I just got back from Los Angeles Tuesday night, towing a new piece of luggage with a trophy, some original art for “Moonlight One” and 12 writers’ copies of the anthology.
They paid me twice, too. If you look at the Writers of the Future website, they mention prize money ($500 for a third place). They also pay you a by-word rate after the publication, though, so I deposited another check for $589.60 when I got home.
That ain’t bad, but if I had to choose between the money and the workshop, I’d have taken the workshop.
The hours each day were long, running from 9am to about 5pm, then more stuff like photos, interviews, etc. after dinner until 8-9pm each night. Throw in some socializing and networking, and you get to bed about 11pm.
The content was worth every second, though. We learned primarily from Dave Wolverton (Dave Farland is a pen name) and Tim Powers, both of whom are accomplished SF/Fantasy writers. Dave had a student named Stephenie Meyer once upon a time–you may know her as the author of the Twilight books. He also worked at Scholastic in the marketing department, and made a decision that among many books to push, the unknown “Harry Potter” would probably do well.
They taught us better story structure and research techniques, and had us write a story in 24 hours.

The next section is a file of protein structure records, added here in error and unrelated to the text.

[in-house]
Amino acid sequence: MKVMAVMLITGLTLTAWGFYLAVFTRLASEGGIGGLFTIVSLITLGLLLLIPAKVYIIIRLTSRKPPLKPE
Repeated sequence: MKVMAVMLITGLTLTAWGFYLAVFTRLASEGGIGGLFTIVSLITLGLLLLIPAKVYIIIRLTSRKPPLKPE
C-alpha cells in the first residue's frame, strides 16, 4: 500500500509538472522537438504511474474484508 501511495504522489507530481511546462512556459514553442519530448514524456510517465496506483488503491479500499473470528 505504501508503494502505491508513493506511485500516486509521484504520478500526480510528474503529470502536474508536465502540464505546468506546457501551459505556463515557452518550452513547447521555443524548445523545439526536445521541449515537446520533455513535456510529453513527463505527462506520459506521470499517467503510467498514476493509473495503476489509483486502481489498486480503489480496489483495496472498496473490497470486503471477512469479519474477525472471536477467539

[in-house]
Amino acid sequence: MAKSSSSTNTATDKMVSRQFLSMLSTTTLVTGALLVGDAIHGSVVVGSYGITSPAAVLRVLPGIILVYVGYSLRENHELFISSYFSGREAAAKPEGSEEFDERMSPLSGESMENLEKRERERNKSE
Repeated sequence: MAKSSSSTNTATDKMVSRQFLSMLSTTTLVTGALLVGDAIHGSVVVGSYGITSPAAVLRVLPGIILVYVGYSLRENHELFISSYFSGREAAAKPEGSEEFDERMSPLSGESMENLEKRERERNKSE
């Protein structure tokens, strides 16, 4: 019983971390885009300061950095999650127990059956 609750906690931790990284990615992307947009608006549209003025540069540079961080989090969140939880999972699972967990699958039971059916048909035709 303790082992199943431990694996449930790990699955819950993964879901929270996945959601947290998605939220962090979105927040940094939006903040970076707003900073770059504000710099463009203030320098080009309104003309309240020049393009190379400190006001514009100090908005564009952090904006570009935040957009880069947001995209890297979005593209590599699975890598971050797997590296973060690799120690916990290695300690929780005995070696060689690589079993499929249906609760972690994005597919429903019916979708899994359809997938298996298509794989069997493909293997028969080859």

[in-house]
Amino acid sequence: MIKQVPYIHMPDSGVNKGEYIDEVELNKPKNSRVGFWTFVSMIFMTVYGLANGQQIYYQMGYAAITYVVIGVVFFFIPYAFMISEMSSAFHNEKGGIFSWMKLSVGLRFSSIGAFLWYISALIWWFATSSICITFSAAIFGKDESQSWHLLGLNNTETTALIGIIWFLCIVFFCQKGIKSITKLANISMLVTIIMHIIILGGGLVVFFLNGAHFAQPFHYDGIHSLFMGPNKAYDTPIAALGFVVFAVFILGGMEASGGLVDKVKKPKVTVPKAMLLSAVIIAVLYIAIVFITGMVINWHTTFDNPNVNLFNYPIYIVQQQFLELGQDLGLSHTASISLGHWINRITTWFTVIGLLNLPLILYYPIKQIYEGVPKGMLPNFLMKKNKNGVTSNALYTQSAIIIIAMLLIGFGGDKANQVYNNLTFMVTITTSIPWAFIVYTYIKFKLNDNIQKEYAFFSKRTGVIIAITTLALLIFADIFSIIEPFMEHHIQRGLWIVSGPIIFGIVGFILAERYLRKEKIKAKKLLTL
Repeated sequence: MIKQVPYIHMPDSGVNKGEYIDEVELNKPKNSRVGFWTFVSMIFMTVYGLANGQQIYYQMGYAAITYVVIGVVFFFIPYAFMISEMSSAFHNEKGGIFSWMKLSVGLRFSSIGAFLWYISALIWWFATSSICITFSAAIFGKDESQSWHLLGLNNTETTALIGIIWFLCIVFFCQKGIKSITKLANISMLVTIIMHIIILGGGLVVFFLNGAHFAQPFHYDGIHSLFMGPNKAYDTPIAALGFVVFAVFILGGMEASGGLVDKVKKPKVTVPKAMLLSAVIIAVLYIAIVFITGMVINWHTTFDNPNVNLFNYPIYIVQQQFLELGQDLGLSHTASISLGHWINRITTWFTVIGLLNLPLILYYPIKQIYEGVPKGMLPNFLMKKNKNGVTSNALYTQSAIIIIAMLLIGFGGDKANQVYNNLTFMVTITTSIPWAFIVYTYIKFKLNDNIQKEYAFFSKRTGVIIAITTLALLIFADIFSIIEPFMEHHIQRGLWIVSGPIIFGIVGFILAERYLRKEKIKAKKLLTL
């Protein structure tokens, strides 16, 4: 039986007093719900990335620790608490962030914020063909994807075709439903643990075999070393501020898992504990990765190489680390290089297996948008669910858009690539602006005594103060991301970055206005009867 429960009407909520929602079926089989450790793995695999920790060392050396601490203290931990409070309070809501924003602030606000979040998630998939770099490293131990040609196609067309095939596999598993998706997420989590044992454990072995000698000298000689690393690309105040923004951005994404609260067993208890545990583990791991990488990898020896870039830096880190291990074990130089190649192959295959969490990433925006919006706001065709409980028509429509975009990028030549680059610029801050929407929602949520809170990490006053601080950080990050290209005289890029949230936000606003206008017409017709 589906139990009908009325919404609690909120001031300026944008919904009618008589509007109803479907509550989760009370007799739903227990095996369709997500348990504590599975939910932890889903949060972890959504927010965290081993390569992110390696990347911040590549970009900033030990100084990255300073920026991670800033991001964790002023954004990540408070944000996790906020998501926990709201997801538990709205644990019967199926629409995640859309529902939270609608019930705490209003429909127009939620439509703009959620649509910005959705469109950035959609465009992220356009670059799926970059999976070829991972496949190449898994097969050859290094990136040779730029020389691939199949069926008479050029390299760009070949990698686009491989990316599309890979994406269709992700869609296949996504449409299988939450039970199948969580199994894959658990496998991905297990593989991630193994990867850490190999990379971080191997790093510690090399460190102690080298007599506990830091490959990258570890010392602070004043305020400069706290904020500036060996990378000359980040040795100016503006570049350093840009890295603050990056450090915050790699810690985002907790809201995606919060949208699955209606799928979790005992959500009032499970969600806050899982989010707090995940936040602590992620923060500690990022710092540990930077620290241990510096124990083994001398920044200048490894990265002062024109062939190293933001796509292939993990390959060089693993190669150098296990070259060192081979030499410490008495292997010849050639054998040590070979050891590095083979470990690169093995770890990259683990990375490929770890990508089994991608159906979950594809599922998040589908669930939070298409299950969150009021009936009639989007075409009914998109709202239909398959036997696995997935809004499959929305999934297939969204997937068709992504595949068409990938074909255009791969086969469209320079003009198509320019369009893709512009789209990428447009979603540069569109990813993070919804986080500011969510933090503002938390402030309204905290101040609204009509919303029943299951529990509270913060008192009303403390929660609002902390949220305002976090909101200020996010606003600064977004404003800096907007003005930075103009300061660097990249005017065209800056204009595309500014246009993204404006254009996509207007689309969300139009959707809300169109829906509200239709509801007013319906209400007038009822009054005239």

We critiqued 3 of the group’s stories, and learned from other accomplished writers like Larry Niven, Jerry Pournelle, and Doug Beason, as well as some up-and-coming past-winner, neo-pro writers like Megan O’Keefe, Laurie Tom, Ron Collins, Kary English, and Martin Shoemaker.
We learned personal branding, book marketing, and when you need/don’t need an agent.
Basically, it was the best crash-course in professional writer-ism I can imagine.
The awards show they put together put this year’s Oscars to shame. Seriously. You can watch it here. I’m on at about the one hour mark. Don’t miss the insane performance art they put on just before my award speech, though. It starts at about 58:35.
Our anthology, which features writers from Finland, England, Nigeria, and across the US, is out on Amazon, and in Barnes & Noble and Books-a-Million now. It has full-color illustrations of each story by illustrator contest winners from Poland, Kazakhstan, and many other places. The stories hold some of the best suspense and human relationship I’ve seen in print. I’m proud to call these writers my peers, though I think I’m getting the good end of the deal.